Understanding the Possible Cardiac Impact of COVID-19

June 12, 2021

COVID-19 vaccinations continue to bring much-needed hope and relief more than a year out from the start of the coronavirus pandemic. Meantime, questions remain about the impact of the coronavirus on the body, including the heart. How exactly can the heart be affected, and could there be potential long-term problems? Doctors and medical professionals are still working to find these answers. There are, however, certain signs to be aware of. 

A masked male patient having his heart checked with a stethoscope by a masked female clinician.
Ask your doctor about any concerns you have following a COVID-19 diagnosis.

Inflammation and Myocarditis

Inflammation is the body’s natural response to fight infection; however, doctors have observed that for some people with COVID-19, this response can go into overdrive. In some cases, this extreme reaction has been linked to a rare but serious condition called myositis, which is inflammation of a muscle. When myositis impacts the heart, it is called myocarditis.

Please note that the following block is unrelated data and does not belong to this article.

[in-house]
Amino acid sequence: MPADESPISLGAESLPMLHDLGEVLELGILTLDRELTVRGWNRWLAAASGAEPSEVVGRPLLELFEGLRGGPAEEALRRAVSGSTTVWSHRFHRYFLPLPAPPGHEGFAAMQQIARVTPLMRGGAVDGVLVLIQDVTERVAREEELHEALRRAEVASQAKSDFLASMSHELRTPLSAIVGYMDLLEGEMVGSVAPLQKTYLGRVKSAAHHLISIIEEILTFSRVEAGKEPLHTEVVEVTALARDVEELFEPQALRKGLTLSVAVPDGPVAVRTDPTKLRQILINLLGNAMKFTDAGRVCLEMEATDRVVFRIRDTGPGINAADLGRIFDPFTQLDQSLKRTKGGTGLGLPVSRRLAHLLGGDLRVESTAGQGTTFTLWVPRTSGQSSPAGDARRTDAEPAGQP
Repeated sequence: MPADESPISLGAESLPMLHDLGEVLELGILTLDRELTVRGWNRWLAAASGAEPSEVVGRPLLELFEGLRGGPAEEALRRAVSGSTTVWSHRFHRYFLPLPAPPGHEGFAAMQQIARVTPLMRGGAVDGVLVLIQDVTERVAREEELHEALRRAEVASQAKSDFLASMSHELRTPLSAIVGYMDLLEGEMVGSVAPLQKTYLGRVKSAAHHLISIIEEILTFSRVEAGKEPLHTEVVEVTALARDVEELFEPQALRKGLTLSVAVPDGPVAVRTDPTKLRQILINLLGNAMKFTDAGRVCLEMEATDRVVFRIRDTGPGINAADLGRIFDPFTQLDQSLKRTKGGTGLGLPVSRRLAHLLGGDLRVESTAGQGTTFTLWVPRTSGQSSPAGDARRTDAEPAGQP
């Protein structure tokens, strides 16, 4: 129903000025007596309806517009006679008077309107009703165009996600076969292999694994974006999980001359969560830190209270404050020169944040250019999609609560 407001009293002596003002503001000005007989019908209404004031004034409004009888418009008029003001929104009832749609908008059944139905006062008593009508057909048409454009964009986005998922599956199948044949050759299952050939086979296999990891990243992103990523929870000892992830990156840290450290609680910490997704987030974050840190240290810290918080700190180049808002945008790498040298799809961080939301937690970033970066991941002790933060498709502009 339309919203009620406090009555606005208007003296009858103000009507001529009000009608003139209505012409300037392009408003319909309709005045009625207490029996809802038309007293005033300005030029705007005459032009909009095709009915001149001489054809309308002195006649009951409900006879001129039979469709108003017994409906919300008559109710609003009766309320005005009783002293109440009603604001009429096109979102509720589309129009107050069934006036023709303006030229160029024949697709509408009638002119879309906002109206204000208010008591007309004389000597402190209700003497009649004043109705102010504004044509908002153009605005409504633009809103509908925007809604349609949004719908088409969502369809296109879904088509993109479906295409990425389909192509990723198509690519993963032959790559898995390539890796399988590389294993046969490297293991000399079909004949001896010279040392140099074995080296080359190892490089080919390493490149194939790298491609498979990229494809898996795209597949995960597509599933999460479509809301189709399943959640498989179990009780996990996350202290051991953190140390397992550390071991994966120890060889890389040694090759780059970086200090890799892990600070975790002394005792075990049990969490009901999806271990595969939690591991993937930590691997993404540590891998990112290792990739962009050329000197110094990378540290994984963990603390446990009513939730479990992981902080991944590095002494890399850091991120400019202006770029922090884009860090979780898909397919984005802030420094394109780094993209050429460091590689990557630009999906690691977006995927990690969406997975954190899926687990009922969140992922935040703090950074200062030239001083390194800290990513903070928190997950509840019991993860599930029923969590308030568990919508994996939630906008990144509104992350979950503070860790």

According to The Myositis Association, myocarditis can lead to a number of serious conditions such as cardiomyopathy (weakening of the heart), arrhythmias (an irregular heartbeat), hardening of the arteries and congestive heart failure.

What Can You Do?

“Listen to your body,” says Michael Gunter, MD, a member of the Valley Health System Graduate Medical Education Family Medicine faculty and MDVIP family medicine physician. “If you’re having chest discomfort or shortness of breath on exertion post-COVID, have it looked at by your physician. Your physician can determine if you need to be referred to a cardiologist, and the cardiologist would determine any additional testing such as EKG, stress test, echocardiogram and troponin levels.”

Troponins are proteins in the blood that can be measured by a blood test to help detect possible heart injury. If the troponin level is elevated, the cardiologist might recommend a cardiac MRI to further assess for myositis. 

Dr. Gunter says that COVID-related myocarditis is rare. Still, there is more to learn about how myocarditis and other cardiac conditions may be impacted by COVID-19. It’s important to talk with your doctor about any concerning symptoms.

Young Athletes

As sports resume in Nevada, Dr. Gunter advises young athletes who have been diagnosed with COVID-19 to be proactive about their health. If there is continued post-COVID chest pain and shortness of breath, they should contact their physician.

Medical emergency? Don’t delay care. Call 911 or go to the nearest emergency department.